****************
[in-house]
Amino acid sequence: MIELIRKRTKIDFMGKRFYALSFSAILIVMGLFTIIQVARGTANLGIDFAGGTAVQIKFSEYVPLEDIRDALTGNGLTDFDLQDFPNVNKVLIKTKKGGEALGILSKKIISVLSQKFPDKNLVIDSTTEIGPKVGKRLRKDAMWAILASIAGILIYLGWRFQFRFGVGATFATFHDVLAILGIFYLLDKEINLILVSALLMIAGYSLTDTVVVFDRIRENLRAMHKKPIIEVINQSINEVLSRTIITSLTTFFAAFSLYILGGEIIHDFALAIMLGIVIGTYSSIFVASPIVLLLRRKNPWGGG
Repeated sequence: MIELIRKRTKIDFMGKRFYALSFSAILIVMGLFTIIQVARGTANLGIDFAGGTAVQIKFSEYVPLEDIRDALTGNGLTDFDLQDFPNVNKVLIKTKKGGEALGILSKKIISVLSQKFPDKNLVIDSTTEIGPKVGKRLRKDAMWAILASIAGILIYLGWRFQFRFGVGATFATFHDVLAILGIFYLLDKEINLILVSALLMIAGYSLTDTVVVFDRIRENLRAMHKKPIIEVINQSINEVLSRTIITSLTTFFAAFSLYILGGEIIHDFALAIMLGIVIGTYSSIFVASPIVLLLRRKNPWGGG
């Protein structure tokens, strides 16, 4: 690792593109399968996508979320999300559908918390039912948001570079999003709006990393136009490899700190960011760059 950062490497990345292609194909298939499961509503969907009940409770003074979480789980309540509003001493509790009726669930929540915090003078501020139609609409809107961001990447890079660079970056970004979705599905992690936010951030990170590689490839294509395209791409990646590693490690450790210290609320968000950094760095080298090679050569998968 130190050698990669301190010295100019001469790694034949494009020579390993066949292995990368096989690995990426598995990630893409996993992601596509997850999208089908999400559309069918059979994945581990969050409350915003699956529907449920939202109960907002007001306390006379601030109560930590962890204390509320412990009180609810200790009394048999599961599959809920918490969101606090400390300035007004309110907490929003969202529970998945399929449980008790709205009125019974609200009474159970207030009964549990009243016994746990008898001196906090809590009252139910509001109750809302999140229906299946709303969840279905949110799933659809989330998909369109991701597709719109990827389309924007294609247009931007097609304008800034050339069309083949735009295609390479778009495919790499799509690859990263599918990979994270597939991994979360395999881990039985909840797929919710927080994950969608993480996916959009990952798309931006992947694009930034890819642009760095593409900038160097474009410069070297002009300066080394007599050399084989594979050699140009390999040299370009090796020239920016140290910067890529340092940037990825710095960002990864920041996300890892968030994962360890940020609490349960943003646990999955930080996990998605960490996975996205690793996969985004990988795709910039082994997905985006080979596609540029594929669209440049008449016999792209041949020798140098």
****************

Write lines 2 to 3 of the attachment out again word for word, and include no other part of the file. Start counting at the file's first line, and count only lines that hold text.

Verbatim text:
Amino acid sequence: MIELIRKRTKIDFMGKRFYALSFSAILIVMGLFTIIQVARGTANLGIDFAGGTAVQIKFSEYVPLEDIRDALTGNGLTDFDLQDFPNVNKVLIKTKKGGEALGILSKKIISVLSQKFPDKNLVIDSTTEIGPKVGKRLRKDAMWAILASIAGILIYLGWRFQFRFGVGATFATFHDVLAILGIFYLLDKEINLILVSALLMIAGYSLTDTVVVFDRIRENLRAMHKKPIIEVINQSINEVLSRTIITSLTTFFAAFSLYILGGEIIHDFALAIMLGIVIGTYSSIFVASPIVLLLRRKNPWGGG
Repeated sequence: MIELIRKRTKIDFMGKRFYALSFSAILIVMGLFTIIQVARGTANLGIDFAGGTAVQIKFSEYVPLEDIRDALTGNGLTDFDLQDFPNVNKVLIKTKKGGEALGILSKKIISVLSQKFPDKNLVIDSTTEIGPKVGKRLRKDAMWAILASIAGILIYLGWRFQFRFGVGATFATFHDVLAILGIFYLLDKEINLILVSALLMIAGYSLTDTVVVFDRIRENLRAMHKKPIIEVINQSINEVLSRTIITSLTTFFAAFSLYILGGEIIHDFALAIMLGIVIGTYSSIFVASPIVLLLRRKNPWGGG